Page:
The NFL says it has no plans to move the 2017 Super Bowl in response to the defeat of Houston’s Equal Rights Ordinance on Tuesday.
Super Bowl LI is scheduled for Feb. 5, 2017 at Houston’s NRG Stadium.
Some LGBT advocates have called for the NFL to move the Super Bowl after voters overwhelmingly rejected HERO, which would have prohibited discrimination based on sexual orientation and gender identity.
However, KPRC-TV obtained a statement from the NFL saying it has no plans to do so:
“This will not affect our plans for Super Bowl LI in 2017. We will work closely with the Houston Super Bowl Host Committee to make sure all fans feel welcomed at our events. Our policies emphasize tolerance and inclusiveness, and prohibit discrimination based on age, gender, race, religion, sexual orientation, or any other improper standard.”
As we reported earlier, the NCAA has also said it has no plans to move the 2016 NCAA Men’s Final Four out of Houston. Earlier today, the College Football Playoffs Administration rejected Houston’s bid for its championship games in 2018, 2019 and 2020, but it’s unclear whether the HERO vote was a factor in the decision.
Earlier today, Brynn Tannehill made the case for moving the Super Bowl at OutSports:
In the past, the NFL punished the city of Phoenix by moving the 1990 Super Bowl out of the state when Arizona voters did not approve a state wide holiday for Dr. Martin Luther King. I lived in Arizona at the time, and a majority of people actually favored adding the holiday. The MLK holiday did not pass mostly because there were three proposals for a holiday, which split the “yes” votes three ways. Still, the NFL wanted to send a message that they would not tolerate even the appearance of supporting racism.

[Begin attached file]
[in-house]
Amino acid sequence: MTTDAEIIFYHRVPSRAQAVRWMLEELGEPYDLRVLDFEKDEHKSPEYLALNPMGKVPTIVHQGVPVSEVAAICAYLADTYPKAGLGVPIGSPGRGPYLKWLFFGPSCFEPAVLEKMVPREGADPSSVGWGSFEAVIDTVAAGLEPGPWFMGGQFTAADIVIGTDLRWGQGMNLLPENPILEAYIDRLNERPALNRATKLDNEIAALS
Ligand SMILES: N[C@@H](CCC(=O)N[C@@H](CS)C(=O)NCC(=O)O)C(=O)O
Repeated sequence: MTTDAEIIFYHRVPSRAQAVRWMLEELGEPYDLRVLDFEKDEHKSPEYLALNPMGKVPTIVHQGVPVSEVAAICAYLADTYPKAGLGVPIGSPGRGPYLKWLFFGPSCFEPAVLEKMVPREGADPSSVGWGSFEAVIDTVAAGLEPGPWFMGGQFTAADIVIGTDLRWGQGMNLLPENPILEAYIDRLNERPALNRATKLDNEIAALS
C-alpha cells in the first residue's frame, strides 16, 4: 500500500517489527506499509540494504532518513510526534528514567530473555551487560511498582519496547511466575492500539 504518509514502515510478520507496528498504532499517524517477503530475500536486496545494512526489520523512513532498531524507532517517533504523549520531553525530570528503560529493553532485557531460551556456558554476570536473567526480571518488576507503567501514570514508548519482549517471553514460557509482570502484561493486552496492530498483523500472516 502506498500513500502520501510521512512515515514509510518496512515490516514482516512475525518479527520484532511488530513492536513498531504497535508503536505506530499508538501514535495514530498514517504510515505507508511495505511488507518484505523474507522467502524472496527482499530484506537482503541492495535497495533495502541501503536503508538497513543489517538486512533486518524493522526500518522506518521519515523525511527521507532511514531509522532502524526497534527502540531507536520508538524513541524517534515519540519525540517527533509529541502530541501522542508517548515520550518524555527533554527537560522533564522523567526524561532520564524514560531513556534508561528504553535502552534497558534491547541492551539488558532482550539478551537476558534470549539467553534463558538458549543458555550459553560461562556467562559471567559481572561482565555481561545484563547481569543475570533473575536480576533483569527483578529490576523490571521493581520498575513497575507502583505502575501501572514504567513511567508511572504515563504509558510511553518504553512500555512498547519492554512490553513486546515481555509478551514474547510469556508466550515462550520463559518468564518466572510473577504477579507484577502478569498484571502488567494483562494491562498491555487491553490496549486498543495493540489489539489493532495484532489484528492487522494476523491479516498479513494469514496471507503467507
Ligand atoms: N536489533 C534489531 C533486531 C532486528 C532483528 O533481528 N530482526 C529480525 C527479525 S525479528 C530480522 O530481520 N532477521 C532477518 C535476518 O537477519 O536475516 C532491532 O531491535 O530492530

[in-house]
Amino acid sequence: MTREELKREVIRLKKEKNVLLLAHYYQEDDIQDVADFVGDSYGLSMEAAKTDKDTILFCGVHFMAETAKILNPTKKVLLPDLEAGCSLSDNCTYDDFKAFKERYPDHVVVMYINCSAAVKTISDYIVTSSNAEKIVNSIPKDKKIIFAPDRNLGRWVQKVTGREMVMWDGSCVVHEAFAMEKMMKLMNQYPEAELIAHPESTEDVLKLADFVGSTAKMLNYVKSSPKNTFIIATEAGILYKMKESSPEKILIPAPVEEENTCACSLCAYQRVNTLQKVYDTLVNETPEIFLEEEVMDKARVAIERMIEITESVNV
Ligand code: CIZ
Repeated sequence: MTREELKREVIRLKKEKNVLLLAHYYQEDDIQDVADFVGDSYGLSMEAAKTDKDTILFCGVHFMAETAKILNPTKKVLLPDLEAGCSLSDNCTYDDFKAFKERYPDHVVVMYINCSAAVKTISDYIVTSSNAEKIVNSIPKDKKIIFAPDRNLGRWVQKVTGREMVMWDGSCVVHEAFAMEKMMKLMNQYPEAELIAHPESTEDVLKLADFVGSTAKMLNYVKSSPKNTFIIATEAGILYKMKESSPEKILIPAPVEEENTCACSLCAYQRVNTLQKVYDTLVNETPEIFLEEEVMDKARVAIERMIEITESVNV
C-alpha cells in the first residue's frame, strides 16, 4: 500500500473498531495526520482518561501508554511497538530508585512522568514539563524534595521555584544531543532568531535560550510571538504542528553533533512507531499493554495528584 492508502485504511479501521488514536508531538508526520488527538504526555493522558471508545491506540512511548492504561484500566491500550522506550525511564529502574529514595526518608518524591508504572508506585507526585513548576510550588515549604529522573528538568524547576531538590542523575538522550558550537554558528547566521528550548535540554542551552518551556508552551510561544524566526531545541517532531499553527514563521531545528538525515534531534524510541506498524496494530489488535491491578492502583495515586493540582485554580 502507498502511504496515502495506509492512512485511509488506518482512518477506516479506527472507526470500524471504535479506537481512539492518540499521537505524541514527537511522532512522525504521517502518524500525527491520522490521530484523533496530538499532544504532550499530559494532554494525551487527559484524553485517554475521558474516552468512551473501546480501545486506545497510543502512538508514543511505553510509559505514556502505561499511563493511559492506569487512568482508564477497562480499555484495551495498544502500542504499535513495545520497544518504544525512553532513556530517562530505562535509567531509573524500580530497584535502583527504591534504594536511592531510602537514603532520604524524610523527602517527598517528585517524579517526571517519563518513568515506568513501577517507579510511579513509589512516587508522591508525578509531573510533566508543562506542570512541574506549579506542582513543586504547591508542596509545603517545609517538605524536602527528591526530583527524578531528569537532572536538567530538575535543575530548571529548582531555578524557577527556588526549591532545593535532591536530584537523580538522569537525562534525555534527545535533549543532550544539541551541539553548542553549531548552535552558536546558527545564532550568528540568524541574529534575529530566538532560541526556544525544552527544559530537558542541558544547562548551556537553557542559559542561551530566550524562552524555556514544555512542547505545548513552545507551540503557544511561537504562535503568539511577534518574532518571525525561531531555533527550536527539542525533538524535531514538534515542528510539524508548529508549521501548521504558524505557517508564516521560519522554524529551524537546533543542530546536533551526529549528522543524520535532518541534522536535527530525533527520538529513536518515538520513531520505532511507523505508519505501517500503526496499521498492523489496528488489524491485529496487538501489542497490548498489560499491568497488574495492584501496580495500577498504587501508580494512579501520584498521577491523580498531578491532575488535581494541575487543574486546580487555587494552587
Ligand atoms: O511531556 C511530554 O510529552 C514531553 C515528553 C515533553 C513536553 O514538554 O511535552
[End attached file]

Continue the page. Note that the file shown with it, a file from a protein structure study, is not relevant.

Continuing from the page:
Similarly, the NFL hinted in 2014 that they would move the Super Bowl if Arizona passed a “License to Discriminate” bill allowing people to refuse to serve LGBT people on religious grounds. While the bill ultimately was vetoed by Governor Jan Brewer (a Republican), it is believed by many that the NFL’s threat was a factor in her decision to make such a politically unpopular move. …
The NFL claims to respect the human dignity of all their fans. …
The only way to remain ethically consistent, and show that respect, is to move the 2017 Super Bowl to a location where people like me are not put in mortal danger every time we need to use the bathroom.
A petition calling for the NFL to move the Super Bowl has garnered 497 signatures in 16 hours.
UPDATE: HRC President Chad Griffin has sent a letter to NFL Commissioner Roger Goodell “to request an emergency meeting about the urgent need for a nondiscrimination ordinance” in Houston to ensure that “the thousands of employees, contractors and attendees” at Super Bowl LI will be fully protected under the law:
The Super Bowl will bring hundreds of thousands of visitors to Houston, and attract attention from across the nation and around the world. Commissioner Goodell, you have emphasized the NFL’s commitment to diversity and inclusion, respect and fairness. Out of that commitment we hope you will work with us to find a path forward in Houston.
Finding a path to nondiscrimination protections that ensure all Houstonians are treated equally and fairly remains our crucial and urgent mission. We are eager to convene our partners in Houston for an urgent meeting at your earliest convenience to discuss how we can work together to make Houston a city that is welcoming for all residents and visitors. If the Super Bowl is to remain in Houston, these protections need to be in place to ensure the safety and well-being of all those participating.